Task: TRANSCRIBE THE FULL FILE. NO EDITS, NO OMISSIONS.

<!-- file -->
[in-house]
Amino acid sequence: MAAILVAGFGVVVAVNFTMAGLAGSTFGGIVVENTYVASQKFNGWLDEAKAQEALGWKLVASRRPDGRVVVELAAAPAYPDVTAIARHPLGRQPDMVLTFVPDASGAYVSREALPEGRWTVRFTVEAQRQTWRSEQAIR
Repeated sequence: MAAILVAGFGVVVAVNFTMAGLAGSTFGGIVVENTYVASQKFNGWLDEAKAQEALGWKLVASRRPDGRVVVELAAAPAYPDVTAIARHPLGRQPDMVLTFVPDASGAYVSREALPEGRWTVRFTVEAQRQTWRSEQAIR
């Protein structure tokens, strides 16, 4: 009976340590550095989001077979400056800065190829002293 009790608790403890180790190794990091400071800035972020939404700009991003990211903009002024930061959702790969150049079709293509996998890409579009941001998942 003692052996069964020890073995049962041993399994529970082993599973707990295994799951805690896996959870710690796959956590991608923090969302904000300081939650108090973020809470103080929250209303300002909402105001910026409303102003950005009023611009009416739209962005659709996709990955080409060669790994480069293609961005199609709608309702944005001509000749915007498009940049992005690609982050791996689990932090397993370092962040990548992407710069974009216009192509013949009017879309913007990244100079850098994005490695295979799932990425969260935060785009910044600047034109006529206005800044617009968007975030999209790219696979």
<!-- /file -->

[in-house]
Amino acid sequence: MAAILVAGFGVVVAVNFTMAGLAGSTFGGIVVENTYVASQKFNGWLDEAKAQEALGWKLVASRRPDGRVVVELAAAPAYPDVTAIARHPLGRQPDMVLTFVPDASGAYVSREALPEGRWTVRFTVEAQRQTWRSEQAIR
Repeated sequence: MAAILVAGFGVVVAVNFTMAGLAGSTFGGIVVENTYVASQKFNGWLDEAKAQEALGWKLVASRRPDGRVVVELAAAPAYPDVTAIARHPLGRQPDMVLTFVPDASGAYVSREALPEGRWTVRFTVEAQRQTWRSEQAIR
């Protein structure tokens, strides 16, 4: 009976340590550095989001077979400056800065190829002293 009790608790403890180790190794990091400071800035972020939404700009991003990211903009002024930061959702790969150049079709293509996998890409579009941001998942 003692052996069964020890073995049962041993399994529970082993599973707990295994799951805690896996959870710690796959956590991608923090969302904000300081939650108090973020809470103080929250209303300002909402105001910026409303102003950005009023611009009416739209962005659709996709990955080409060669790994480069293609961005199609709608309702944005001509000749915007498009940049992005690609982050791996689990932090397993370092962040990548992407710069974009216009192509013949009017879309913007990244100079850098994005490695295979799932990425969260935060785009910044600047034109006529206005800044617009968007975030999209790219696979």